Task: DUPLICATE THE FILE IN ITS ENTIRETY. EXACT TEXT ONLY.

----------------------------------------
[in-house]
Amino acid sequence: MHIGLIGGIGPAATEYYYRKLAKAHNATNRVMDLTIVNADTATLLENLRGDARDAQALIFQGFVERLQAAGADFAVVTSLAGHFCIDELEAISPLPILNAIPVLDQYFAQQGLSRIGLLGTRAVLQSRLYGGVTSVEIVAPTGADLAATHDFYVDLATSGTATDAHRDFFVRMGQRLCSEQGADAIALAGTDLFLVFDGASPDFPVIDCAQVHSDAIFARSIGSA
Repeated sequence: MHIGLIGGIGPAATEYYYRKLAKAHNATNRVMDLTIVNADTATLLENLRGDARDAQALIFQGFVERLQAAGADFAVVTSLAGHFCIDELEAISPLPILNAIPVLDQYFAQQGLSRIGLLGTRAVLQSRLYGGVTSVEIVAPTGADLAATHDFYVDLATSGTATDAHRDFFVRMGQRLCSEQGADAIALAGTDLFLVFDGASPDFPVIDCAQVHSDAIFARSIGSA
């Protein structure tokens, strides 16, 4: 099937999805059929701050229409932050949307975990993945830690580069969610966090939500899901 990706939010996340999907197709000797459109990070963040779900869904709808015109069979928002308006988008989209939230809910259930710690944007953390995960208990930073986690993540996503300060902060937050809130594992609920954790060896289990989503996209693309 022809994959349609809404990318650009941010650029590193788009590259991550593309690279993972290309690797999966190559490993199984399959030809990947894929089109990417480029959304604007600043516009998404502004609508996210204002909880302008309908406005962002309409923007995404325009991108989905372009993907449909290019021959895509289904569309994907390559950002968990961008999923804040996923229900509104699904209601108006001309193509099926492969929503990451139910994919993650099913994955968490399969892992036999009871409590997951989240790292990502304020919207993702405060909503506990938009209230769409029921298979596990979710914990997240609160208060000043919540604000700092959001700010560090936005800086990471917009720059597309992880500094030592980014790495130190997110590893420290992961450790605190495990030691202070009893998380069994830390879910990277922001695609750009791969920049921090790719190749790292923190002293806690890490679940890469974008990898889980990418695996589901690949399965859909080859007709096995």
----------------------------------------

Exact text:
[in-house]
Amino acid sequence: MHIGLIGGIGPAATEYYYRKLAKAHNATNRVMDLTIVNADTATLLENLRGDARDAQALIFQGFVERLQAAGADFAVVTSLAGHFCIDELEAISPLPILNAIPVLDQYFAQQGLSRIGLLGTRAVLQSRLYGGVTSVEIVAPTGADLAATHDFYVDLATSGTATDAHRDFFVRMGQRLCSEQGADAIALAGTDLFLVFDGASPDFPVIDCAQVHSDAIFARSIGSA
Repeated sequence: MHIGLIGGIGPAATEYYYRKLAKAHNATNRVMDLTIVNADTATLLENLRGDARDAQALIFQGFVERLQAAGADFAVVTSLAGHFCIDELEAISPLPILNAIPVLDQYFAQQGLSRIGLLGTRAVLQSRLYGGVTSVEIVAPTGADLAATHDFYVDLATSGTATDAHRDFFVRMGQRLCSEQGADAIALAGTDLFLVFDGASPDFPVIDCAQVHSDAIFARSIGSA
């Protein structure tokens, strides 16, 4: 099937999805059929701050229409932050949307975990993945830690580069969610966090939500899901 990706939010996340999907197709000797459109990070963040779900869904709808015109069979928002308006988008989209939230809910259930710690944007953390995960208990930073986690993540996503300060902060937050809130594992609920954790060896289990989503996209693309 022809994959349609809404990318650009941010650029590193788009590259991550593309690279993972290309690797999966190559490993199984399959030809990947894929089109990417480029959304604007600043516009998404502004609508996210204002909880302008309908406005962002309409923007995404325009991108989905372009993907449909290019021959895509289904569309994907390559950002968990961008999923804040996923229900509104699904209601108006001309193509099926492969929503990451139910994919993650099913994955968490399969892992036999009871409590997951989240790292990502304020919207993702405060909503506990938009209230769409029921298979596990979710914990997240609160208060000043919540604000700092959001700010560090936005800086990471917009720059597309992880500094030592980014790495130190997110590893420290992961450790605190495990030691202070009893998380069994830390879910990277922001695609750009791969920049921090790719190749790292923190002293806690890490679940890469974008990898889980990418695996589901690949399965859909080859007709096995």